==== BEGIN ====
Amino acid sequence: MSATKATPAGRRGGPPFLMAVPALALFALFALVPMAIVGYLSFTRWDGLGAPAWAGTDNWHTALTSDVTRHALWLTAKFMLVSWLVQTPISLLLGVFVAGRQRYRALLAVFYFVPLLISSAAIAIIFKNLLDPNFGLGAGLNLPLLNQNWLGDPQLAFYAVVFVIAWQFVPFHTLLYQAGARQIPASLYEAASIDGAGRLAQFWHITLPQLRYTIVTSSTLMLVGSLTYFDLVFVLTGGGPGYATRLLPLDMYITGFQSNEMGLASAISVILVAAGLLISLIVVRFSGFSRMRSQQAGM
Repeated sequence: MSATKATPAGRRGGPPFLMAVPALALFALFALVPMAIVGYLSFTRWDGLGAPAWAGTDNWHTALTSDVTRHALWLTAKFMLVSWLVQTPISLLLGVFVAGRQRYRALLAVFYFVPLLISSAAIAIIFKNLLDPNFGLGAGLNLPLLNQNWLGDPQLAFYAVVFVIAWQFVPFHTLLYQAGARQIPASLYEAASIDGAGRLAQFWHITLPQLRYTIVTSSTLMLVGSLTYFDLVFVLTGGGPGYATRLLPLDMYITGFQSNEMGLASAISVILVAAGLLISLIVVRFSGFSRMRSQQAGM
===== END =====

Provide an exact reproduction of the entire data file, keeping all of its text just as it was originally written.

Amino acid sequence: MSATKATPAGRRGGPPFLMAVPALALFALFALVPMAIVGYLSFTRWDGLGAPAWAGTDNWHTALTSDVTRHALWLTAKFMLVSWLVQTPISLLLGVFVAGRQRYRALLAVFYFVPLLISSAAIAIIFKNLLDPNFGLGAGLNLPLLNQNWLGDPQLAFYAVVFVIAWQFVPFHTLLYQAGARQIPASLYEAASIDGAGRLAQFWHITLPQLRYTIVTSSTLMLVGSLTYFDLVFVLTGGGPGYATRLLPLDMYITGFQSNEMGLASAISVILVAAGLLISLIVVRFSGFSRMRSQQAGM
Repeated sequence: MSATKATPAGRRGGPPFLMAVPALALFALFALVPMAIVGYLSFTRWDGLGAPAWAGTDNWHTALTSDVTRHALWLTAKFMLVSWLVQTPISLLLGVFVAGRQRYRALLAVFYFVPLLISSAAIAIIFKNLLDPNFGLGAGLNLPLLNQNWLGDPQLAFYAVVFVIAWQFVPFHTLLYQAGARQIPASLYEAASIDGAGRLAQFWHITLPQLRYTIVTSSTLMLVGSLTYFDLVFVLTGGGPGYATRLLPLDMYITGFQSNEMGLASAISVILVAAGLLISLIVVRFSGFSRMRSQQAGM